One of Frederic Remington's classic Western paintings was inspired by the 1889 Wham payroll robbery.
One of Frederic Remington’s classic Western paintings was inspired by the 1889 Wham payroll robbery.
The career of Army paymaster Maj. Joseph W. Wham was approaching its inglorious conclusion in 1894 when he was court-martialed at Vancouver Barracks.
The New York Times noted in its coverage of the trial that “Wham’s career in the army has been interesting.”
It started with his 1861 enlistment in the 21st Illinois Infantry. Wham served under Col. Ulysses S. Grant, who’d been an officer at Fort Vancouver in 1852.
Perhaps the most interesting turn took place in 1889, five years before Wham’s court-martial in Vancouver.
Actually, “epic” might be a better description of that incident. It featured a Wild West shoot-out, stolen gold, a controversial court case and two Medal of Honor awards.
In 1889, Wham (it rhymes with “Tom”) and his escort detail were in the middle of a payroll run in Arizona Territory when they were ambushed. After a 30-minute gun battle, the bandits escaped with $29,000 in gold and silver coins.
The money has never been found.
… Or has it?
A local man is wondering whether part of a buried trove of gold coins discovered recently in California is part of the Army payroll stolen 125 years ago.
Maybe the FBI can figure it out. Tracy Phillips said he and his sister have talked with federal agencies in California and Arizona about the 1889 robbery.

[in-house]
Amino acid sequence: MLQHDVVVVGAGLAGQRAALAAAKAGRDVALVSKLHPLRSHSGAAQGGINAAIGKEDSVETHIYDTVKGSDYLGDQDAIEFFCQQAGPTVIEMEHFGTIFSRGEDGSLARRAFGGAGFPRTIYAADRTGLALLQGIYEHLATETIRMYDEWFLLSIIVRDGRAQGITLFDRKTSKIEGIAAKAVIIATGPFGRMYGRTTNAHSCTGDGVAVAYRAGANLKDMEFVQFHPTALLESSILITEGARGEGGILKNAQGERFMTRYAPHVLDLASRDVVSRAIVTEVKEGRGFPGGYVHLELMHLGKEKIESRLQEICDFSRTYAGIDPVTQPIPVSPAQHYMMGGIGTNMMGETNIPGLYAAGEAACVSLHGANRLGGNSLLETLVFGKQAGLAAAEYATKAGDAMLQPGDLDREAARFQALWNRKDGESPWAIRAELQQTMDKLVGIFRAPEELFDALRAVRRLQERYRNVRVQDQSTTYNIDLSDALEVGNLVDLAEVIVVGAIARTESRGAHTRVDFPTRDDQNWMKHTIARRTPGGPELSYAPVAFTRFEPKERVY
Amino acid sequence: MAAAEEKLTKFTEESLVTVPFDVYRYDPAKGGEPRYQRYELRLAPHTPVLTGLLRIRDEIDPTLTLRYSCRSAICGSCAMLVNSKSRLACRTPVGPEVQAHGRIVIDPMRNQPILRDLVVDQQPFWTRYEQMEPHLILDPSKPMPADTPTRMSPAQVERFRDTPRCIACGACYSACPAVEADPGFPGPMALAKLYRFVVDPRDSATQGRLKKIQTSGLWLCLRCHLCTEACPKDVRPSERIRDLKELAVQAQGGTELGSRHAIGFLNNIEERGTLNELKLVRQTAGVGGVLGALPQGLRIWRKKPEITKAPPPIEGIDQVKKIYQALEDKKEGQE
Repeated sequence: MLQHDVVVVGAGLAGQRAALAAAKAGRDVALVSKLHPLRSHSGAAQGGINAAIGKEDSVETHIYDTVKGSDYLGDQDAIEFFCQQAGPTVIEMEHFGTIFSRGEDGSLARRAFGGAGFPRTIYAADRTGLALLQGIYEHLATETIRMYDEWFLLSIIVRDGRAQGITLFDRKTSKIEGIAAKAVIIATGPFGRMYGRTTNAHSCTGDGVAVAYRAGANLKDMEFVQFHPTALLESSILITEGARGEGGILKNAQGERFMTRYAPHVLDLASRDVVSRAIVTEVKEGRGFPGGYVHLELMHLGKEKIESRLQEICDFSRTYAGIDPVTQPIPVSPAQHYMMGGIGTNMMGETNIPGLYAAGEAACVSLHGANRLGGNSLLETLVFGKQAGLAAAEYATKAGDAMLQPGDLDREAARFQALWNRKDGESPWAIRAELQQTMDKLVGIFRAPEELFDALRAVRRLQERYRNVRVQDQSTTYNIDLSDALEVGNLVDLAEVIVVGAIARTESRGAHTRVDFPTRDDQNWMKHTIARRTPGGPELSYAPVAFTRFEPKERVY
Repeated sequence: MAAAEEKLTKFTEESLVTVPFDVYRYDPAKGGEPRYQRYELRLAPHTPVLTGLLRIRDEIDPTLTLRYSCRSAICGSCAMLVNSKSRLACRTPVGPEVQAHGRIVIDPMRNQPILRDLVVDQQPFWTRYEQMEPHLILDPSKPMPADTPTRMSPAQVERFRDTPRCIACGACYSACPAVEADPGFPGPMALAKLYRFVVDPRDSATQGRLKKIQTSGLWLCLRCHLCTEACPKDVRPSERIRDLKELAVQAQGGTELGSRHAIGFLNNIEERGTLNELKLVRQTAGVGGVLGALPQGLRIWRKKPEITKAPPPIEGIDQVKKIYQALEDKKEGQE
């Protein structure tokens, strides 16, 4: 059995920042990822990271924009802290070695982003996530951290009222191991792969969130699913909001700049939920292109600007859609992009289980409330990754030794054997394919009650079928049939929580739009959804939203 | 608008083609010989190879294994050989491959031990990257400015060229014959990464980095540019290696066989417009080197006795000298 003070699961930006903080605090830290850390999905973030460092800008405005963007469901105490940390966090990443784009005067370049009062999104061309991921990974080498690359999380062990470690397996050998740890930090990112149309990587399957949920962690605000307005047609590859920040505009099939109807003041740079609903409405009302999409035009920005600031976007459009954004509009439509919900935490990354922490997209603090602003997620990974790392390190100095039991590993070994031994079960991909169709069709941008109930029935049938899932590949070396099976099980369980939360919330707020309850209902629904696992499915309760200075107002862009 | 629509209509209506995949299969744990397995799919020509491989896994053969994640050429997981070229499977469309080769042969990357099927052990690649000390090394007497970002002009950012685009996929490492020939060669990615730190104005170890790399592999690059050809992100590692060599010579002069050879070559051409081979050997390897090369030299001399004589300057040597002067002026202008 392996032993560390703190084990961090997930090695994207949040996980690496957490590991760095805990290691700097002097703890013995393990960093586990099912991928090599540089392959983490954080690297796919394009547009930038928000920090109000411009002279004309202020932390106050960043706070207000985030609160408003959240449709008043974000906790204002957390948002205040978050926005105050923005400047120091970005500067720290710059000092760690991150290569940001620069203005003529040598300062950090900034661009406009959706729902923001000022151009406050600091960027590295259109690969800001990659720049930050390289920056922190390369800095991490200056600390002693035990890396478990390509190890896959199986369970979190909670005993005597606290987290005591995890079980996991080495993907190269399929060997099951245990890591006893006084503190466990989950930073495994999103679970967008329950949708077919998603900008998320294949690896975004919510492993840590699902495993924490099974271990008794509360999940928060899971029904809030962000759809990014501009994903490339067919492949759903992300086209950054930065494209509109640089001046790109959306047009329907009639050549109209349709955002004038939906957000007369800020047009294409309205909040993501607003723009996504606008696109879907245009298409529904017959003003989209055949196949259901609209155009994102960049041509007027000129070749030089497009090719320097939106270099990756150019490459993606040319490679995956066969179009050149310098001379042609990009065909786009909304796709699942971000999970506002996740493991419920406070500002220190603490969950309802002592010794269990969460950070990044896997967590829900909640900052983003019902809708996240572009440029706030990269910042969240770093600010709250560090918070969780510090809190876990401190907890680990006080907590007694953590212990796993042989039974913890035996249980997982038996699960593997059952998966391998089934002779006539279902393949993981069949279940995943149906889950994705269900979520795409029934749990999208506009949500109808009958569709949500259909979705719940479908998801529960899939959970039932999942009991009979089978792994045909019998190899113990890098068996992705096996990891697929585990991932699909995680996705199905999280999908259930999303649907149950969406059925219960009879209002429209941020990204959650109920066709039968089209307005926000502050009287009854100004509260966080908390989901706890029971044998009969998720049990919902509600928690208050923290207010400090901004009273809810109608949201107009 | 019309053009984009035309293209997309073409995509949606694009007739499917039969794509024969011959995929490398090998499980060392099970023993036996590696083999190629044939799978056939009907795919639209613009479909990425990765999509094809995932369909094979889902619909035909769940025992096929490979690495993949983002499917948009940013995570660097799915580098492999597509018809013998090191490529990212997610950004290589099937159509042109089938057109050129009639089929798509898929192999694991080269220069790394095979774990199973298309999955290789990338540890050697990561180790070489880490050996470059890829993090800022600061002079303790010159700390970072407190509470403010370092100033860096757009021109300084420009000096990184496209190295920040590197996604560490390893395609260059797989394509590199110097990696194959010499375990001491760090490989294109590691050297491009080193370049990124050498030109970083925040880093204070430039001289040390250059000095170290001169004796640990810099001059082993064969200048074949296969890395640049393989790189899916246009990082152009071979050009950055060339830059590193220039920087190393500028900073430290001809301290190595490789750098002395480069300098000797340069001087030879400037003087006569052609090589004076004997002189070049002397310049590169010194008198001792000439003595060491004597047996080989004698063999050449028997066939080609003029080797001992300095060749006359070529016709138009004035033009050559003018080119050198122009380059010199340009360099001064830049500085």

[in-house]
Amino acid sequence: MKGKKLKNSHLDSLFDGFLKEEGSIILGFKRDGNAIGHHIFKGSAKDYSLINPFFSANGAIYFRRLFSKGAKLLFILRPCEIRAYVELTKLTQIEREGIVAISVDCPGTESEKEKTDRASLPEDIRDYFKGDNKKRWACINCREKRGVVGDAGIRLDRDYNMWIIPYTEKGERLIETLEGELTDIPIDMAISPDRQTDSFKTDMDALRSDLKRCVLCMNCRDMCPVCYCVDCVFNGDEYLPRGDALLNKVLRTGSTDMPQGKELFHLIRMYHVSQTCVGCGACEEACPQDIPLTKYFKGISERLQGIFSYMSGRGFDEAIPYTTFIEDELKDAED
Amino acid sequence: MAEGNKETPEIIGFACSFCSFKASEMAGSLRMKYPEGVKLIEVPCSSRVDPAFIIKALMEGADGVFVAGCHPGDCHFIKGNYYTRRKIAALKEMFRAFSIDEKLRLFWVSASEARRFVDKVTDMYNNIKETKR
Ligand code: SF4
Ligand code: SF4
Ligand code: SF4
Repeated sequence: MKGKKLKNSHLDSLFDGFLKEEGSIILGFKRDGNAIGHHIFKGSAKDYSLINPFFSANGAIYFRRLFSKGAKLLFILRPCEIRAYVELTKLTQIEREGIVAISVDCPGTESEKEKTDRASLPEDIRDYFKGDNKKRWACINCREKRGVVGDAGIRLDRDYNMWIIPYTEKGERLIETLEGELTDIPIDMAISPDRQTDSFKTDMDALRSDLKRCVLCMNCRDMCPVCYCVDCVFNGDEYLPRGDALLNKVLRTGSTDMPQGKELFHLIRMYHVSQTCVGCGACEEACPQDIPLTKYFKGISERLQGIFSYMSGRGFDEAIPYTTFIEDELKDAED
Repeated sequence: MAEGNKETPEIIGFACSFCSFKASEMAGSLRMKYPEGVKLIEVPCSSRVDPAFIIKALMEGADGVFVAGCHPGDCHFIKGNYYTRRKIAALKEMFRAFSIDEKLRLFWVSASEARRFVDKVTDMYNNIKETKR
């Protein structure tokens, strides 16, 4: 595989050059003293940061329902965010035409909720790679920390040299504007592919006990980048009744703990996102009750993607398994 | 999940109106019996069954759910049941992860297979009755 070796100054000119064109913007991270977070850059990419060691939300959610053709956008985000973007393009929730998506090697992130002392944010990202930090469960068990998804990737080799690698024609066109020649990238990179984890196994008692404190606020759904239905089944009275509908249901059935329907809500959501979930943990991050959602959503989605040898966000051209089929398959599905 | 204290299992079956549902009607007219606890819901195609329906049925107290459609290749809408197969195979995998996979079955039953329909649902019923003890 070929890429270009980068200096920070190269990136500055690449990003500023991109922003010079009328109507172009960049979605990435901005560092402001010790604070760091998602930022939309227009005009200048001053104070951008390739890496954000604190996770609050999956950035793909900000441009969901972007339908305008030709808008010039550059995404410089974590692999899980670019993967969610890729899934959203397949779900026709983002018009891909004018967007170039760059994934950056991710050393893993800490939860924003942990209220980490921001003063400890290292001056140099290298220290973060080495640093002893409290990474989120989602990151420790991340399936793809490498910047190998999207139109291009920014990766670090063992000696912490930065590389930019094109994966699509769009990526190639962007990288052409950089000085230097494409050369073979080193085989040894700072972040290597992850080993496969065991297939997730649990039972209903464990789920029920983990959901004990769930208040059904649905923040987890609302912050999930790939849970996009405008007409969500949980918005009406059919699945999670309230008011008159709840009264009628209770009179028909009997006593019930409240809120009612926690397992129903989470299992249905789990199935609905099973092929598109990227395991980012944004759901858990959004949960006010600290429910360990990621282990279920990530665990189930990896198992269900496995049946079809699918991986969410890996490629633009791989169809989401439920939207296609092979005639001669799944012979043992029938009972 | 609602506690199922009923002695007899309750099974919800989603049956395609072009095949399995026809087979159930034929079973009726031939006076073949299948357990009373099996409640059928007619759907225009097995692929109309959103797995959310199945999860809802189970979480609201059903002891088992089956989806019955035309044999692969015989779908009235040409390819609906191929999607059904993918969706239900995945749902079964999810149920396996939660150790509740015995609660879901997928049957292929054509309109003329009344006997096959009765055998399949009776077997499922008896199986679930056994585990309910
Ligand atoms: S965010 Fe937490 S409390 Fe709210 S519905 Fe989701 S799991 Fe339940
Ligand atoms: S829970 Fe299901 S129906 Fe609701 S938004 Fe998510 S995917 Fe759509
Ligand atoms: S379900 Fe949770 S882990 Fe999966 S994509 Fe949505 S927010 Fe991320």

However the saga of that California gold cache turns out, the tale of the former Vancouver soldier and his long-lost payroll is a great story. That’s certainly what Phillips thought when he first heard about it in 2009 at Arlington National Cemetery.
Along with family members, the Washougal resident was visiting the grave of his nephew, Sgt. John Kyle Daggett. The Army Ranger died May 15, 2008, after being wounded in Iraq.
While members of Daggett’s family were paying their respects, another commemoration was going on nearby. It was the burial of the remains of Cpl. Isaiah Mays. Born a slave in 1858, Mays enlisted in one of the Army’s all-black units. Known as “Buffalo Soldiers,” they served throughout the West — including a company that was sent to Vancouver Barracks in 1899 for a 13-month assignment.
Mays was buried in 1925 at a state hospital that had once been the Arizona territorial insane asylum. In 2009, Mays’ cremated remains were buried at Arlington, with military honors in keeping with his status as a Medal of Honor winner.
“They told his story,” Phillips said, and that’s how he heard about the payroll robbery.
Then earlier this year, “When people were talking about the gold find, it clicked,” Phillips said.
On May 11, 1889, Maj. Wham was transporting a strongbox loaded with $29,345.10 in gold and silver coins in an Army ambulance. He was escorted by nine soldiers on horseback and two infantrymen in a wagon. On the way from Fort Grant to Fort Thomas, they had to stop when they found a tight spot on the road blocked by a huge boulder.
When the soldiers tried to roll the boulder away, gunmen who’d been concealed among rocks above the roadway opened fire.
An unexpected fight
In a 1999 presentation to the Arizona Historical Society, Larry Upton had an extensive account of the robbery, as well as the subsequent investigation and trial.